PowerSat Files Patent That Accelerates Viability Of Space Solar Power (SSP) Satellite Systems

June 16, 2009 by Jeff Shepard

PowerSat Corp. announced the filing of U.S. Provisional Patent No. 61/177,565 or "SPACE-BASED POWER SYSTEMS AND METHODS." The patent includes two technologies, BrightStar and Solar Powered Orbital Transfer (SPOT), which enable the reduction of launch and operation costs by roughly $1 billion for a 2,500 megawatt (MW) power station.

"This patent filing is a watershed moment not only for PowerSat but for a renewables industry that, until now, could neither compete economically nor generate power at the base load scale of oil or coal," said PowerSat CEO William Maness. "Today, the convergence of technology and energy demand, combined with the political will to wean us off of fossil fuels, enables space solar power (SSP) to fill a widening clean energy supply gap."

SSP is described as a clean, viable solution to the world’s growing energy problems. Not limited by weather or geography, SSP is said to solve the intermittency problems of earth-based renewables by providing a reliable and flexible energy source that is available 24/7. The underlying technology components are described as proven and systems will be deployable within a decade. Solar energy is captured via solar power satellites (known as powersats) and transmitted wirelessly to receiving stations at various points around the globe. Thousands of megawatts can be harnessed and shifted between receiving stations thousands of miles from each other – all in a matter of seconds.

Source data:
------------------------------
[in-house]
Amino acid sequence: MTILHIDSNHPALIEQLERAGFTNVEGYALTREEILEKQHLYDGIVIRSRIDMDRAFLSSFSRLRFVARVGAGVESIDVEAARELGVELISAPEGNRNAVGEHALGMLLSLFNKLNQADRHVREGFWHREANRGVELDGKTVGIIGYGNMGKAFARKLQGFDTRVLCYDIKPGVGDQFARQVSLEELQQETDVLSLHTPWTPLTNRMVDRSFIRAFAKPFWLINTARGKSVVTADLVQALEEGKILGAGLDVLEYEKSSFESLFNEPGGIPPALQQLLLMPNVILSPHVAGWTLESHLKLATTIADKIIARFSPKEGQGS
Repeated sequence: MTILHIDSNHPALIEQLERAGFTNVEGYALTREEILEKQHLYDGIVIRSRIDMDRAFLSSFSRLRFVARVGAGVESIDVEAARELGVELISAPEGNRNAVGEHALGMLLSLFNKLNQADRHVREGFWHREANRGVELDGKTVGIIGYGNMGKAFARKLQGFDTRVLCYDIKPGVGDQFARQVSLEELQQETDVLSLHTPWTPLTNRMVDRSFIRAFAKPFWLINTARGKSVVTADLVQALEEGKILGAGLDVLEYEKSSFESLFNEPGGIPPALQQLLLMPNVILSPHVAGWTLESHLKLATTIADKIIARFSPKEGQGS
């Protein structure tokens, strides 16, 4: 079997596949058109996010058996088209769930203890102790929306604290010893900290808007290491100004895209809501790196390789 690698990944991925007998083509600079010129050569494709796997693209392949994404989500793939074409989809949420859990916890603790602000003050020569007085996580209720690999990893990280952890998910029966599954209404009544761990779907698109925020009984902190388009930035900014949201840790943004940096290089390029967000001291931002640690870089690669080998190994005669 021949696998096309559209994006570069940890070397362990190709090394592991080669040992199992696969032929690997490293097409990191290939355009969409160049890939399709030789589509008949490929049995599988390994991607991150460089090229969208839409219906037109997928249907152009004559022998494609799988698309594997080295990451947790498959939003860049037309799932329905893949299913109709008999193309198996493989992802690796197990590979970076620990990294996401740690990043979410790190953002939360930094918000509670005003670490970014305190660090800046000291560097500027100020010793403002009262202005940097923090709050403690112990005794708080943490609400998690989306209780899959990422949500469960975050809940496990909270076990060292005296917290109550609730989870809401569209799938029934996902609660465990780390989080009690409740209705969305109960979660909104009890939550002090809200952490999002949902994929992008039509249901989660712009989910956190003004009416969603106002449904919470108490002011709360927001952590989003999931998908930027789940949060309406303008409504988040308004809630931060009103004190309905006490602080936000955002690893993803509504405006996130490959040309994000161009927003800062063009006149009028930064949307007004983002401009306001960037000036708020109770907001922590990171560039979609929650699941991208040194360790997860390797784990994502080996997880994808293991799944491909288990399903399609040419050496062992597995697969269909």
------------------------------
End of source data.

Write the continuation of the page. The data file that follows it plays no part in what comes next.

PowerSat Corp.’s first patented technology, BrightStar, allows individual powersats to form a wireless power transmission beam without being physically connected to each other. This "electronic coupling," conceptually similar to cloud computing, effectively eliminates the need to handle large (gigawatt) levels of power in a single spacecraft. Because of BrightStar, one transmission beam may now come from hundreds of smaller powersats. Another advantage of Brightstar is increased reliability. If any of the individual component satellites fail they can be easily replaced without significantly affecting the performance of the system, thus establishing much greater reliability.

The other technology being patented by PowerSat, Solar Power Orbital Transfer (SPOT) propels a spacecraft to an optimal, Geosynchronous Earth Orbit (GEO) using electronic thrusters that are powered by the same solar array that is eventually used for wireless power transmission. According to the company, until now, all satellites have had to use chemical propulsion or a chemically fueled "space tug" to move from Low Earth Orbit (LEO), which is 300-1,000 miles in altitude to GEO, which is 22,236 miles in altitude.

SPOT technology also decreases the weight of a powersat by 67%, dramatically reducing launch costs, and enabling PowerSat modules to fly on rockets to LEO, deploy their solar powered electronic thrusters and then fly themselves out to GEO. GEO, the orbit for most communications satellites, is optimal because it allows a powersat to harvest the sun’s energy continuously.